The RAF's Road to D-Day
The Struggle to Exploit Air Superiority, 1943-1944
Imprint: Air World
320 Pages, 6.1 x 9.2 in, 32 mono illustrations
- July 2023
- In Stock
Greg Baughen follows the air and land battles in Italy, France and Germany between 1943 and early 1944, as well as the equally bitter battles behind the scenes as army and air commanders debated and argued over how the war should be won. He charts the trials, tribulations, and successes of the bomber offensive and assesses whether, in the final analysis, the bomber strategy shortened or lengthened the war. He explains how army air support went backwards after the successes of the Desert Air Force, and how this led to a failure to support the troops landing on the D-Day beaches in Normandy. He also describes the subsequent revival of tactical air support and how it went on to play a key role in the subsequent campaigns but questions whether Eisenhower, Montgomery or Tedder ever fully understood how to make best use of the massive aerial forces available to them.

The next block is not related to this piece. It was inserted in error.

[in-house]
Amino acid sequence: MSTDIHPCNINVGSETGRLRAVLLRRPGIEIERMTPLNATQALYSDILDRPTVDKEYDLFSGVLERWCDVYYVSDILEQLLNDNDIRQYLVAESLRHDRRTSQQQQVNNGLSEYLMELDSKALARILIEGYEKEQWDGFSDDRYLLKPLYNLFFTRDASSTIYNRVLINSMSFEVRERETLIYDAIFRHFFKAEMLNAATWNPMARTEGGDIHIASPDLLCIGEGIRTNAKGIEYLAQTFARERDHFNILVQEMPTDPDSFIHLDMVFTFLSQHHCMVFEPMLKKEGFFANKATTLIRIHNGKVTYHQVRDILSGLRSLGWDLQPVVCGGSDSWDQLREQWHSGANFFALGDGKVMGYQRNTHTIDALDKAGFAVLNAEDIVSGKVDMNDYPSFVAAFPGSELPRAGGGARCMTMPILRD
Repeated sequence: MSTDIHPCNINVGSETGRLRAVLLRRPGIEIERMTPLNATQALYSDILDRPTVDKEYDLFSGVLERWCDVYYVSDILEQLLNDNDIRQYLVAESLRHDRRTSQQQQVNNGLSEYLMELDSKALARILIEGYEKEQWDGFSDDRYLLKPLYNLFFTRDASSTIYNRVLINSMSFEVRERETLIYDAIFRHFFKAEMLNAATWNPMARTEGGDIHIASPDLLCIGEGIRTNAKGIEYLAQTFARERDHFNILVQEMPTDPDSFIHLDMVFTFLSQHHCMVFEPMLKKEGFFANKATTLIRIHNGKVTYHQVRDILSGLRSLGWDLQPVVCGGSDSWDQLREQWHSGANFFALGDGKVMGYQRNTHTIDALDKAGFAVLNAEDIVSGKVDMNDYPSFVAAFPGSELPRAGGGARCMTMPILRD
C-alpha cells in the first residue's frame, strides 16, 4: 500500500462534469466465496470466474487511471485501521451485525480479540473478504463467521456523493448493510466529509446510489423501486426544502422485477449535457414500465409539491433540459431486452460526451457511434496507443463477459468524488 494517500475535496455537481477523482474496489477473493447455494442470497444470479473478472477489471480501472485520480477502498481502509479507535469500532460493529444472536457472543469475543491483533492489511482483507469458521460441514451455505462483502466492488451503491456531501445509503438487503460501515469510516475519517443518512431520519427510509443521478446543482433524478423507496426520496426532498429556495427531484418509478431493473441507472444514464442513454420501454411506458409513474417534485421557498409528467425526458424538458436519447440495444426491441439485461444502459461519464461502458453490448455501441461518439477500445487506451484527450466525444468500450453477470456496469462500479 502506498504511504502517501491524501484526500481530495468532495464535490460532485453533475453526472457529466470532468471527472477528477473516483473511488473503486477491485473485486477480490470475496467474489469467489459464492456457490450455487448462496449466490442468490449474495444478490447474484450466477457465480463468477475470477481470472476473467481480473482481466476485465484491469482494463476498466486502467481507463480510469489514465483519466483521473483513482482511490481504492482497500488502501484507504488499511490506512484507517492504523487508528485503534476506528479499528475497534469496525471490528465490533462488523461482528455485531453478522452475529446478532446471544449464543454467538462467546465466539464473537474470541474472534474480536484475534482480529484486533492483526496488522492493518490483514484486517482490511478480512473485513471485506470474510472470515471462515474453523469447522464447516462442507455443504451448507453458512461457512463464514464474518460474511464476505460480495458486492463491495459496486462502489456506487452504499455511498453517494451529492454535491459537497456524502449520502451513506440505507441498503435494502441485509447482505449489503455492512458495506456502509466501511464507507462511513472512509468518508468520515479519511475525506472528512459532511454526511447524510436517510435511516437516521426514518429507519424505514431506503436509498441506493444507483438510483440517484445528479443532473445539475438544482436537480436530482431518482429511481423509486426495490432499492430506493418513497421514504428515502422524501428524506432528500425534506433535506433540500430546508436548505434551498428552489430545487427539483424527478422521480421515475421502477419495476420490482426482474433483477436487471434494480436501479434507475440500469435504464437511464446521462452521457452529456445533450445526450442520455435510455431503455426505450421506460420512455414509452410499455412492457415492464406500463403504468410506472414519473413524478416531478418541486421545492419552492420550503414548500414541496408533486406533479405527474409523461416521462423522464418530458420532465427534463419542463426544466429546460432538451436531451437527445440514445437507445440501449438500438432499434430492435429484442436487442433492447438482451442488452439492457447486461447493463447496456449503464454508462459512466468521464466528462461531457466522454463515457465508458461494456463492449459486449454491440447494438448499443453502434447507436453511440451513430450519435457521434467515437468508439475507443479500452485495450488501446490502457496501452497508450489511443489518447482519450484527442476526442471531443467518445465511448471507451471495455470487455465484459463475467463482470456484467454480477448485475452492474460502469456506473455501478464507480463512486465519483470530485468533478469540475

Drawing on archive documents and accounts written at the time, the author tackles some fundamental defense issues. Was RAF independence a benefit or a hindrance to the Allied cause? To what extent was the War Office to blame for shortcomings in army air support? Did Britain understand the way the methods for waging war were evolving in the twentieth century? He takes a look at how the Air Ministry was interpreting the lessons being learned during the war. Were the defense policies of the twenties and thirties still valid? Had they ever been valid?
This, then, is the story of the decisions and actions that the RAF followed in the months leading up to D-Day and how air operations evolved in the subsequent campaign.